Haiti floods: first hand account of the devastation
MSF physician Evi Eggers describes reaching villages devastated by flooding.
1 June 2004
Currently MSF is only able to gain access to these regions by helicopter. Teams have managed to visit some of the devastated villages and provide assistance to the injured. In one village alone, over 200 people are missing. Future activities will include distribution of sheeting and materials for shelter as well as medical care.
Following heavy rainfalls on Sunday May 23, villages in the border region between Haiti and the Dominican Republic were flooded. The heaviest flooding occurred early the next morning, surprising people in their sleep. Many did not have the chance to escape.
Fond Verrettes, a Haitian village located on the edge of a small river and surrounded by mountains, was completely swept away by the floods. The river swelled enormously - over 500 meters wide. The village, located on the edge of a small river and surrounded by mountains ("Fond" literally means "bottom"), was completely flooded away. What were once houses and streets are now only fields of rocks. Over 200 people are missing, but only three bodies have been found so far. Many are thought to be buried under the rocks.
On May 25, an MSF logistician and driver tried to reach Fond Verrettes but, about 20 kilometers before they reached their destination, they found the road completely destroyed by the floods and they had to turn back. The next day an MSF medical doctor and logistician were able to reach the village by helicopter.
Only the houses on the hillsides remained intact. Villagers who managed to escape the flooding in the valley are now staying with family, with friends, or in an empty school and several other public buildings. According to villagers we spoke with, nobody is without shelter, although some are living with six or seven families to one house.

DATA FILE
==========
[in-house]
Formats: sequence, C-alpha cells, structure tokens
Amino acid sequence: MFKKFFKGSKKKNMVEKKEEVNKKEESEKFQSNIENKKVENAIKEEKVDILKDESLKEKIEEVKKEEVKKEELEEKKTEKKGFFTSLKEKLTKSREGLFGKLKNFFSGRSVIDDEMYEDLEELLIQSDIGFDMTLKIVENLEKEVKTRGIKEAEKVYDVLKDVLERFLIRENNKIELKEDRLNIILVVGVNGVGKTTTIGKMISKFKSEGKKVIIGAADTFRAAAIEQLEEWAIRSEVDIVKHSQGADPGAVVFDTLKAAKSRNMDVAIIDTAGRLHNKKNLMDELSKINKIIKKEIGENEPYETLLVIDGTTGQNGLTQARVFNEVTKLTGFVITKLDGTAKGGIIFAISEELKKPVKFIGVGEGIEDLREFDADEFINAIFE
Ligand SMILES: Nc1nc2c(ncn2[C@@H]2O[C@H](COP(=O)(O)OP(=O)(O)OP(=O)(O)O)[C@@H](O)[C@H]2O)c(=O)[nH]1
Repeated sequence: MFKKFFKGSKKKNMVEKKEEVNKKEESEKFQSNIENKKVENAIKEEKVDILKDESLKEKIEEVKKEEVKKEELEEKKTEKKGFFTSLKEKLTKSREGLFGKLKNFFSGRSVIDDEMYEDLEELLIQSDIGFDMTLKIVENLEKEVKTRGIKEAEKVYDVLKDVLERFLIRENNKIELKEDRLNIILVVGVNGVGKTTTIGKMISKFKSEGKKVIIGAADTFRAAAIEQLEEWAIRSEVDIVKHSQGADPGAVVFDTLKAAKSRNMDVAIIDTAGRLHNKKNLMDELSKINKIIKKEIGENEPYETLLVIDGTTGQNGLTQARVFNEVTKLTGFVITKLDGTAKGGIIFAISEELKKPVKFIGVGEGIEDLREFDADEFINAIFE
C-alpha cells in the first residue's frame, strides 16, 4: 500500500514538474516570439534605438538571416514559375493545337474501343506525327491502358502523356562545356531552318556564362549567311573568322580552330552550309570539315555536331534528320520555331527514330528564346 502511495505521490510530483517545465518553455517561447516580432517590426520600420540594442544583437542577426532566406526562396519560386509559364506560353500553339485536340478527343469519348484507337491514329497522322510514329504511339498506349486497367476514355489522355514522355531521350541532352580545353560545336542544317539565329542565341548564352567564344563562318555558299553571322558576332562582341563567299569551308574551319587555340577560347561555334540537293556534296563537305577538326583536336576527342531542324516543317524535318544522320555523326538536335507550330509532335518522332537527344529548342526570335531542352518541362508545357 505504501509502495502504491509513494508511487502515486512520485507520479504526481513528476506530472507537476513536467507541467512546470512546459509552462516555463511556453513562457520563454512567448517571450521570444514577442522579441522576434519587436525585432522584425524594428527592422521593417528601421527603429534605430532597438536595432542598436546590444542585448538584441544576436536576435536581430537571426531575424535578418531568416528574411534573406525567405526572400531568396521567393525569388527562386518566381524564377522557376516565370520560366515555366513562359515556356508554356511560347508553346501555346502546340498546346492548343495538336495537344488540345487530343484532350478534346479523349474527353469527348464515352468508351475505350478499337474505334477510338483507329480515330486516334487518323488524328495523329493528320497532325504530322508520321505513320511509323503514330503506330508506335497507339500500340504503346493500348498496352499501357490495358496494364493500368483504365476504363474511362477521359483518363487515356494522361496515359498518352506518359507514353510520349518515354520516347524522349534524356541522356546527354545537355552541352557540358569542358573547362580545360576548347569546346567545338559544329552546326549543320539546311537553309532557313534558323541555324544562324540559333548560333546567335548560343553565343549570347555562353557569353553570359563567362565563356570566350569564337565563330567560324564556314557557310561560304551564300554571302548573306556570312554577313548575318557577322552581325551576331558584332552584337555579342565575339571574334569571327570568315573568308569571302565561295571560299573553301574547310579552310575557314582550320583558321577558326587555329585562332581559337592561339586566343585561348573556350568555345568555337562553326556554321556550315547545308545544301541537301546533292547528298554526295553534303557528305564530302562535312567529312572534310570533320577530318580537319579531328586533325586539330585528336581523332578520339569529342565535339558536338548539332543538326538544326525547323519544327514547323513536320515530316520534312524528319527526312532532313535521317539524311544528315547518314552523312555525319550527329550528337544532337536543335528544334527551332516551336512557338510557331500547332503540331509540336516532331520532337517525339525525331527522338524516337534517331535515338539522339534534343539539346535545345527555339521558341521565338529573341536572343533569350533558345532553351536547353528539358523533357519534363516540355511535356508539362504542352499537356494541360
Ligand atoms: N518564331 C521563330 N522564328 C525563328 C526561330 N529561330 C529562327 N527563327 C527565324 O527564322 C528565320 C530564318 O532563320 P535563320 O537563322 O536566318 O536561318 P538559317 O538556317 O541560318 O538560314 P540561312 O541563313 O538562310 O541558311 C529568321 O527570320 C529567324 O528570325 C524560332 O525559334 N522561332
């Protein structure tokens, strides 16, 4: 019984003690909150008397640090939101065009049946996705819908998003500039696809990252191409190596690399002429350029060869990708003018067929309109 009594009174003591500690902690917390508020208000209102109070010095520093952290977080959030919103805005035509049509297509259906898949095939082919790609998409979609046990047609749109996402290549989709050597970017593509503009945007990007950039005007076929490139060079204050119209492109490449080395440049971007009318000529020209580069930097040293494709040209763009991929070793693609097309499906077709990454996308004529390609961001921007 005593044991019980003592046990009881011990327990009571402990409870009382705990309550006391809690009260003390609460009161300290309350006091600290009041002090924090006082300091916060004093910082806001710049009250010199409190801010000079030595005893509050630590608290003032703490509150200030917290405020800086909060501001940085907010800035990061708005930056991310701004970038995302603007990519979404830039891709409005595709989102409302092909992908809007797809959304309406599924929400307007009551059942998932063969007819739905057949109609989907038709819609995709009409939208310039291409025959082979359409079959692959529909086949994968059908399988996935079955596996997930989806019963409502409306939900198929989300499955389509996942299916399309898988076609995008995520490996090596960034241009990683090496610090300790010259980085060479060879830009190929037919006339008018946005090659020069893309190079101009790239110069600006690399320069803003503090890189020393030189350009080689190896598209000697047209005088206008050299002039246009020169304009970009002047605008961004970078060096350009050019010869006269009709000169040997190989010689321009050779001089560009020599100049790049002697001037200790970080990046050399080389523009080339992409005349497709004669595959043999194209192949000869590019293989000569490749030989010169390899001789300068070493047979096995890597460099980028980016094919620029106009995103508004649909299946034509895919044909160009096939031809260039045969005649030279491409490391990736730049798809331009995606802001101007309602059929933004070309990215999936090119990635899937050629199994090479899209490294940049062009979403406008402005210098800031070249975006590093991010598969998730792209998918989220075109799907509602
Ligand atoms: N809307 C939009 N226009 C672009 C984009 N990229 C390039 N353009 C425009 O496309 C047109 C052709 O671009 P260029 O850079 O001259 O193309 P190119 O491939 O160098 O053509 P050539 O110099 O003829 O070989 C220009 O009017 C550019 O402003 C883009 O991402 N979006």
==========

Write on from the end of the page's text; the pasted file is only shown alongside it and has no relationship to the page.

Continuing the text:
The road is blocked on either side, so no vehicles can reach Port au Prince or Jacmel. Some people from flood-affected villages are walking over 15 hours to Port au Prince, hoping to find shelter with relatives.
For drinkable water, villagers usually rely on a cistern or a spring in the valley, but the cistern is now damaged and unusable and the spring is flooded. People are putting out buckets and other containers to collect rainwater. Latrines are scarce. Nevertheless, no cases of diarrhea or typhoid fever have been reported so far.
There is a large health center on the hillside. Although the rooms are filled with mud, the building is not damaged. Usually two Cuban doctors and a resident nurse and doctor work in the health center, but they had left the village for the weekend and have not yet been able to return.
The MSF team saw the most urgent cases in the health center and donated a basic emergency kit for 1,000 people. About 30 people came, half with lacerations, cuts and bruises. One patient had an abscess in her breasts as she had stopped breastfeeding when she lost her baby in the flood. Others complained of headache, sleeplessness and loss of appetite. One girl had not spoken since the disaster. Almost everyone has one or more (up to six children for one man) relatives who are "lost".
On May 27, the same MSF team went to Mapou, a village described as "even worse off" than Fond Verrettes. This village is near the seaside and less mountainous. The MSF team travelled by helicopter as there is no access by road. Seeing the area from above, the team had an overview of large areas of the flooded landscape. Pieces of some roofs were visible, but many houses were completely covered.
The center of the village is partly intact, but the population is scattered and many people do not have access to the village. So far 69 people are reported dead or lost.
MSF tried to get to the health center located between the villages of Mapou and Pignon, but the road was flooded and a detour would take over 90 minutes. As the floods affect Pignon much less severely, the team decided to do consultations in a school in the center of Mapou. There is a very small stock of medication in the health center.
On May 28, an MSF logistician was scheduled to return to Mapou with plastic sheeting for shelter and medical supplies to prepare the school to treat patients. The folowing day, MSF teams were hoping to to reach Thiotte, another flood-affected village. MSF shall update information as it becomes available.